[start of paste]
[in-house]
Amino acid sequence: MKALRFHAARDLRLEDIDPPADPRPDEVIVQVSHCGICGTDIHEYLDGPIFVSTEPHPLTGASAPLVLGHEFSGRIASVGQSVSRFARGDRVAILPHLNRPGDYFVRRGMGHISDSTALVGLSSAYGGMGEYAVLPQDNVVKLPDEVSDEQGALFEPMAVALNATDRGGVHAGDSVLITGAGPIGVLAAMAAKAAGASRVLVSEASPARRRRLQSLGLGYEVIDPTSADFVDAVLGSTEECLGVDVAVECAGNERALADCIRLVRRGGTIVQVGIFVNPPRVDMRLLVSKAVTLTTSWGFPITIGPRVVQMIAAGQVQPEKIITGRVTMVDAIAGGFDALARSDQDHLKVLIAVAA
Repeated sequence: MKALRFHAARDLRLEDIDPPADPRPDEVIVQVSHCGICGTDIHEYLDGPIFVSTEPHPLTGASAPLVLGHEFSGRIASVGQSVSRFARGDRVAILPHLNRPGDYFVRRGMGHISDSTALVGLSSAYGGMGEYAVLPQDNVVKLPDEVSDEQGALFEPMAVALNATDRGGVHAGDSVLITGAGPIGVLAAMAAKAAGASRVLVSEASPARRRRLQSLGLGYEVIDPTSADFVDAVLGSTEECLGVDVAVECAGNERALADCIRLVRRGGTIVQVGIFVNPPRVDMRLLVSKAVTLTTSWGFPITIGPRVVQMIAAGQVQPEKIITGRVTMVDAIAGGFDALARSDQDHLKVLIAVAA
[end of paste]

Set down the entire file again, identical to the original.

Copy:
[in-house]
Amino acid sequence: MKALRFHAARDLRLEDIDPPADPRPDEVIVQVSHCGICGTDIHEYLDGPIFVSTEPHPLTGASAPLVLGHEFSGRIASVGQSVSRFARGDRVAILPHLNRPGDYFVRRGMGHISDSTALVGLSSAYGGMGEYAVLPQDNVVKLPDEVSDEQGALFEPMAVALNATDRGGVHAGDSVLITGAGPIGVLAAMAAKAAGASRVLVSEASPARRRRLQSLGLGYEVIDPTSADFVDAVLGSTEECLGVDVAVECAGNERALADCIRLVRRGGTIVQVGIFVNPPRVDMRLLVSKAVTLTTSWGFPITIGPRVVQMIAAGQVQPEKIITGRVTMVDAIAGGFDALARSDQDHLKVLIAVAA
Repeated sequence: MKALRFHAARDLRLEDIDPPADPRPDEVIVQVSHCGICGTDIHEYLDGPIFVSTEPHPLTGASAPLVLGHEFSGRIASVGQSVSRFARGDRVAILPHLNRPGDYFVRRGMGHISDSTALVGLSSAYGGMGEYAVLPQDNVVKLPDEVSDEQGALFEPMAVALNATDRGGVHAGDSVLITGAGPIGVLAAMAAKAAGASRVLVSEASPARRRRLQSLGLGYEVIDPTSADFVDAVLGSTEECLGVDVAVECAGNERALADCIRLVRRGGTIVQVGIFVNPPRVDMRLLVSKAVTLTTSWGFPITIGPRVVQMIAAGQVQPEKIITGRVTMVDAIAGGFDALARSDQDHLKVLIAVAA